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ESAs set out regulatory approach to greenwashing in the financial sector

Asset Management & Investment Funds, ESG & Sustainability, Financial Regulation Advisory, Insurance & Reinsurance

ESAs set out regulatory approach to greenwashing in the financial sector

This article explores the recent final reports on greenwashing published by the European Supervisory Authorities in response to the European Commission’s input on greenwashing risks and the supervision of sustainable finance policies.

Tue 09 Jul 2024

9 min read


In order to maintain the trust of investors and consumers, it is critical that policy makers and regulators address the risks associated with greenwashing. As a result, understanding the potential for greenwashing in the financial sector is a key priority for EU policy makers and regulators.

In May 2022, the European Commission (EC) requested each of the European Supervisory Authorities (ESAs) – the European Banking Authority (EBA), the European Securities and Markets Authority (ESMA), and the European Insurance and Occupational Pensions Authority (EIOPA) – to respond to certain questions on greenwashing and to deliver separate, but coordinated, progress and final reports.[1]

The ESAs’ progress reports were published in June 2023 and on 4 June 2024 each ESA delivered their final report setting out their respective approaches to regulating greenwashing (the Final Reports).

This article provides an overview of the common themes across the Final Reports before highlighting the key takeaways from each specific Final Report.

ESAs’ common understanding of greenwashing

As set out in their respective progress reports,[2] the ESAs confirm their common understanding of the concept of greenwashing as “a practice whereby sustainability-related statements, declarations, actions, or communications do not clearly and fairly reflect the underlying sustainability profile of an entity, a financial product, or financial services. This practice may be misleading to consumers, investors, or other market participants.”. In their Final Reports, each of the ESAs suggest that this common understanding should be used as a reference point by National Competent Authorities (NCAs) in assessing sustainability related claims. For example, ESMA invites NCAs to embed this understanding in supervisory guidance and provide specific illustrative examples.

The ESAs stress that in scope entities have a responsibility to provide sustainability information that is fair, clear, and not misleading. There is also a focus across each of the three Final Reports on mitigating greenwashing risks, with practices that in scope entities can take as well as the role of supervision being considered.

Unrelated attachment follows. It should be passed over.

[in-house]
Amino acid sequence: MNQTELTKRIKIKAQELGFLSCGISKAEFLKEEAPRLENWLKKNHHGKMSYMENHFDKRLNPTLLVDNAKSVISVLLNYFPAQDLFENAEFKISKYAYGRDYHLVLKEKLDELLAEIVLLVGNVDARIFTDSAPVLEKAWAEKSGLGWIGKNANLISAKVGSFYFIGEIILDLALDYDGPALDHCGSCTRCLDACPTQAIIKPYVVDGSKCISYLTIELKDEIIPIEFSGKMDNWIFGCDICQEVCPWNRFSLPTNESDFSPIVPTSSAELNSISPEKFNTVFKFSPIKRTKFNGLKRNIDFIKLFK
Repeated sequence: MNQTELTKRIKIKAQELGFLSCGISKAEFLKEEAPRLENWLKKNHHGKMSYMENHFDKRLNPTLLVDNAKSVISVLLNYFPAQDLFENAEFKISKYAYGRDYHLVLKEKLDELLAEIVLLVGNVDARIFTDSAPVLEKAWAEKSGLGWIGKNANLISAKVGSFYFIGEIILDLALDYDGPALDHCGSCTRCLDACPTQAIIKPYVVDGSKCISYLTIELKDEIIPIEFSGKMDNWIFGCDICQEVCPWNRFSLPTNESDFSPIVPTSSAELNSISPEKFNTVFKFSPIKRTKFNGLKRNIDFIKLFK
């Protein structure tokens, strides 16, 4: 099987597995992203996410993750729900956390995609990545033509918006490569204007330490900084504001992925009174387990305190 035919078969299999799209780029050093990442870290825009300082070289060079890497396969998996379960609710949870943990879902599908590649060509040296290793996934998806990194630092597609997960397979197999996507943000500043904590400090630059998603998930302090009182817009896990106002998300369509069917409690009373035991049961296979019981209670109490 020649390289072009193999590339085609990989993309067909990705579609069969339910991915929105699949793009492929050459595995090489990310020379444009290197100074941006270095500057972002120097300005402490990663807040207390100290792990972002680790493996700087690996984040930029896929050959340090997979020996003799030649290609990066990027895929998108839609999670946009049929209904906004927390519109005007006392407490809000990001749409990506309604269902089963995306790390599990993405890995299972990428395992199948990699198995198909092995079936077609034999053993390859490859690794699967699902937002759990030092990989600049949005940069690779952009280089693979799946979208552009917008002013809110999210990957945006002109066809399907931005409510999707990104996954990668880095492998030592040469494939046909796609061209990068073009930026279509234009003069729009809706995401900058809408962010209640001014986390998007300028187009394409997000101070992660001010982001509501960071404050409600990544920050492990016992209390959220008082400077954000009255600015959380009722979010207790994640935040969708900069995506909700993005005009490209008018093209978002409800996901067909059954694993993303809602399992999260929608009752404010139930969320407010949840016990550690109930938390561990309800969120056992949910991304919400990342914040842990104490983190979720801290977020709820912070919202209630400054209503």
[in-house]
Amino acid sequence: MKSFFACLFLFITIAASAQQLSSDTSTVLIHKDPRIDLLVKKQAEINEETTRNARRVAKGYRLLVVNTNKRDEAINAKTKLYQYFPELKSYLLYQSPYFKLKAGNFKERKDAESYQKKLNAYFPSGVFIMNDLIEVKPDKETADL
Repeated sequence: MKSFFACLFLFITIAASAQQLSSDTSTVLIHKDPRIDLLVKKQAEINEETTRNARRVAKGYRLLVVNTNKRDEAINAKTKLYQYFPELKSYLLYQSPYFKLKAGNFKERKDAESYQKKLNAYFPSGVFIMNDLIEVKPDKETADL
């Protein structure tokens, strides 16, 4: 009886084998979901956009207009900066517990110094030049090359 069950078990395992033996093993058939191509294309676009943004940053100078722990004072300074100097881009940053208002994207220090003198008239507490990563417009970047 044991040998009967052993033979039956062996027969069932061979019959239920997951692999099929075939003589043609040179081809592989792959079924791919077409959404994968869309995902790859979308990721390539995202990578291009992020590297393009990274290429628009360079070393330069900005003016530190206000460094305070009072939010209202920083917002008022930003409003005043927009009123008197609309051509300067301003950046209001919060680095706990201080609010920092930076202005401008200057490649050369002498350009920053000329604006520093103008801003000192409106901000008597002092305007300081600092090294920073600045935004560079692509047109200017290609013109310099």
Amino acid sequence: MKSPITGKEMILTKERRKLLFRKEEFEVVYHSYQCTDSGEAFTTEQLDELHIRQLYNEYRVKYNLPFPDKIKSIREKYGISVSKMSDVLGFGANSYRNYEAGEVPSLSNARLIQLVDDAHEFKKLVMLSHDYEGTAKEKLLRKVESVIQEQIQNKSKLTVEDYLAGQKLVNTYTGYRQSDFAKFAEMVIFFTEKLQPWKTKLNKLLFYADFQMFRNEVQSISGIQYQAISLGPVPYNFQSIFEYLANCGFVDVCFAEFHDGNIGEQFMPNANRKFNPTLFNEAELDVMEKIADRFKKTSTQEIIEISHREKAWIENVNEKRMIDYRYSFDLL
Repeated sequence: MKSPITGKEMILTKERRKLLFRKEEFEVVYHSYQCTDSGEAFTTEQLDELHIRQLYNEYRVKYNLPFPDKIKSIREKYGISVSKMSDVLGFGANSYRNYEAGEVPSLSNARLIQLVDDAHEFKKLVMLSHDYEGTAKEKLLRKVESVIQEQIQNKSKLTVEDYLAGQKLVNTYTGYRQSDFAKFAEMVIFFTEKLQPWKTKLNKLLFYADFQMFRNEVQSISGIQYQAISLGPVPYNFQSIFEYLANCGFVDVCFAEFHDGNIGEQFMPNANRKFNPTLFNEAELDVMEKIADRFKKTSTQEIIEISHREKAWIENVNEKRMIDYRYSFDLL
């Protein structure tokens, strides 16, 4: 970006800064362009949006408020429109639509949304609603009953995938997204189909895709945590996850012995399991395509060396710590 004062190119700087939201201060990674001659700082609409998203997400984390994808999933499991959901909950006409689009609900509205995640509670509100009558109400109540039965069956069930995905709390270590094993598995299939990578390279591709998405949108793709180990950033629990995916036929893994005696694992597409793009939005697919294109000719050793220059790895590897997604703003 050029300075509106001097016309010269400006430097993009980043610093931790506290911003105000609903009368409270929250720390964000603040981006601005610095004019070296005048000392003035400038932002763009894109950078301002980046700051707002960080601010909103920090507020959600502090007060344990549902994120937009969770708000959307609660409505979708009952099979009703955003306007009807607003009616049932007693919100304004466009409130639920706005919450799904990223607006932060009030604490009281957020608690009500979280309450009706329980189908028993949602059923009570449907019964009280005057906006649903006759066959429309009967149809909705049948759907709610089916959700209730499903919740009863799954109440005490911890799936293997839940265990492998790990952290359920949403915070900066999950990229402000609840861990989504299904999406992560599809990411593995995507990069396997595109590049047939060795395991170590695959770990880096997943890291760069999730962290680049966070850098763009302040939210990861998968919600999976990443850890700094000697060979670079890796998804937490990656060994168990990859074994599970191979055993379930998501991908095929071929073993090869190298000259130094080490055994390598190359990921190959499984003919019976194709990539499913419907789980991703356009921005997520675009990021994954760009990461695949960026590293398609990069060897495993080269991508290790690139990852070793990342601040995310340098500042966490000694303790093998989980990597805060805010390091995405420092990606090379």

On the presence of greenwashing to date, they note that NCAs have detected only a limited number of actual or potential occurrences of greenwashing. This could reflect multiple factors such as a low level of complaints; difficulties experiences by NCAs in accessing good quality data; or early successes by NCAs in preventing greenwashing in certain areas.

For NCAs generally, the ESAs each stress that more investment is needed on human resources and capability building to ensure that NCAs have the requisite expertise to investigate sustainability claims. Aligned with this, investment in supervisory tools, such as SupTech solutions, and the use of third-party data, are areas that the ESAs suggest that NCAs could consider to improve their scrutiny of sustainability claims.

Key takeaways from each Final Report


In the banking sector, the EBA cited data which found that the total number of alleged greenwashing cases in the EU rose by 26.1% in 2023 compared to 2022.

To address this rise in greenwashing, the EBA is of the view that the most effective method is to focus on the “finalisation and implementation of the existing and planned initiatives.” Such frameworks include rules on consumer/investor protection that provide the legal basis for tackling misleading statements and sustainable finance related developments, including ESG disclosures and transition plans that should enhance transparency on sustainability practices. Efforts to address data, usability, consistency and international interoperability issues, the EBA’s Final Report found, should be prioritised in the short term.

To ensure that sustainability information is “fair, clear, and not misleading”, the Final Report emphasises that regulated institutions should observe key principles for sustainability claims to be “accurate, substantiated, up to date, fairly representative of the institution’s overall profile or the profile of the product, and presented in an understandable manner.” The EBA outlines specific guidance on practices for mitigating greenwashing for both the entity and the product/service level at sections 5.2 and 5.3 of the Final Report respectively.

Although the EBA emphasised that the existing frameworks already provide key foundations to address greenwashing, section 4 of the Final Report sets out areas of potential sources of greenwashing coupled with areas of potential EU regulatory mitigants, noting where there is uncertainty requiring regulatory improvements. The EBA flagged that further developments on aspects that are relatively less regulated, such as transition finance and green- and sustainability-linked loans, or where specific issues have been identified, such as the review of Sustainable Finance Disclosure Regulation (SFDR),[4] would “contribute to the robustness of the regulatory framework.”


ESMA emphasised that NCAs and ESMA have been implementing a risk-based approach to supervision, focusing their supervisory attention and resources on the most significant risks. Under the Union Strategic Supervisory Priority on ESG disclosures, ESMA prompts supervisory action with common objectives, including Common Supervisory Actions (CSAs), in the various sustainable investment value chain (SIVC) sectors where needed.[6] In this respect, the results of the CSA on sustainability-related disclosures and the integration of sustainability risks in the investment fund sector, which was launched by ESMA in July 2023, are expected to be published by the end of 2024.[7] For more details on this CSA and ESMA’s key supervisory findings, see our recent article on ESMA’s Final Report.